Scientists Study How Keto Differs From Low-Fat Diets
The Journal of the American Medical Association recently published an in-depth article1 on ketosis, highlighting its place as a mainstay in the American nutritional world. The article previewed a study that consists of two phases: an in-home preparation phase, where participants eat a calorie-restricted diet of home-delivered meals. Those who lose at least 15 percent of their body weight will move on to the next phase: a three-month stay at a wooded lakefront in Ashland, Massachusetts.
This second phase of the study consists of 25 adults who will be randomly assigned one of three diets which consist of equal calories, but are made up of drastically different ingredients:
- A low-fat, high carbohydrate diet that’s high in added sugars
- A low-fat, high carbohydrate diet that’s low in added sugars
- A high-fat ketogenic diet
This trial will be the first of five that will take place over the next three years. The study will take a group of subjects who have already demonstrated an ability to lose weight based on diet and measure their changes in body fat mass and energy output. The goal is to determine if any of the diets have a unique effect on metabolism, given equal calorie intake, among the study participants.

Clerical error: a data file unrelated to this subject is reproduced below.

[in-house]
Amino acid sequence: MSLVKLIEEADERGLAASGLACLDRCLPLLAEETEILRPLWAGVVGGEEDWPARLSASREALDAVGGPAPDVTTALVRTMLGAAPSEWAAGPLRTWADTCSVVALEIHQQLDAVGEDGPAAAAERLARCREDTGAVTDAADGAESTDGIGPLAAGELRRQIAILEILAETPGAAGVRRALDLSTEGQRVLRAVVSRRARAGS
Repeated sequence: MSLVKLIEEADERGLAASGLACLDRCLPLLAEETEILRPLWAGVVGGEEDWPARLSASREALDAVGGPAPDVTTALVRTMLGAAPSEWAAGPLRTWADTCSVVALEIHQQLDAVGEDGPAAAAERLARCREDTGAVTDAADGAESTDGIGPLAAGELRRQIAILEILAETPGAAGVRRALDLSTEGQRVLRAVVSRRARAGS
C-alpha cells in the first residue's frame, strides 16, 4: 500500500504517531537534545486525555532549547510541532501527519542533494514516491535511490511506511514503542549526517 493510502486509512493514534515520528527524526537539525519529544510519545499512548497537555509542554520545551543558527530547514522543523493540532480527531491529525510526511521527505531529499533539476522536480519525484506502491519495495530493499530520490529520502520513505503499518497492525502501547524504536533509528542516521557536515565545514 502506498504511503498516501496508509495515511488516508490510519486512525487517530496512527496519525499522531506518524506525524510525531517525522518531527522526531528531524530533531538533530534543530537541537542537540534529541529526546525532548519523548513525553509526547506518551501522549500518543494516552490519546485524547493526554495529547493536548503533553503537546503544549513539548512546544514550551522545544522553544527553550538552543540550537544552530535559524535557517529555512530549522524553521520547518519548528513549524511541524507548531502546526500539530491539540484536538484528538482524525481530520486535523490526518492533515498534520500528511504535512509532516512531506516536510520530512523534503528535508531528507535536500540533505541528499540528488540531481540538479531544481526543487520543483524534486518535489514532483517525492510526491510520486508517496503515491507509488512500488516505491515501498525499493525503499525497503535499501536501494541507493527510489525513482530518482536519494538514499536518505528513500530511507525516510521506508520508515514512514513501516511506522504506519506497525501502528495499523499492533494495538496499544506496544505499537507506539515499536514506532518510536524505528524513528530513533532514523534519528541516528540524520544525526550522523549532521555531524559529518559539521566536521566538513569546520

The Keto Diet Takes Weight Off… And Keeps It Off
The motivation for this study was provided by a meta-analysis2 of 13 randomized control trials. The results of this meta-analysis indicated that people on keto diets tend to lose weight more consistently and keep it off for longer than people who try low-fat diets.
One of the study’s co-principal investigators is David S. Ludwig, MD, Ph.D., a professor of pediatrics and nutrition at Harvard Medical School and Harvard T.H. Chan School of Public Health. He states: “The quality of calories consumed may affect the number of calories burned. If this apparent metabolic benefit persists, it could play an important role in improving the success of long-term weight-loss maintenance.”
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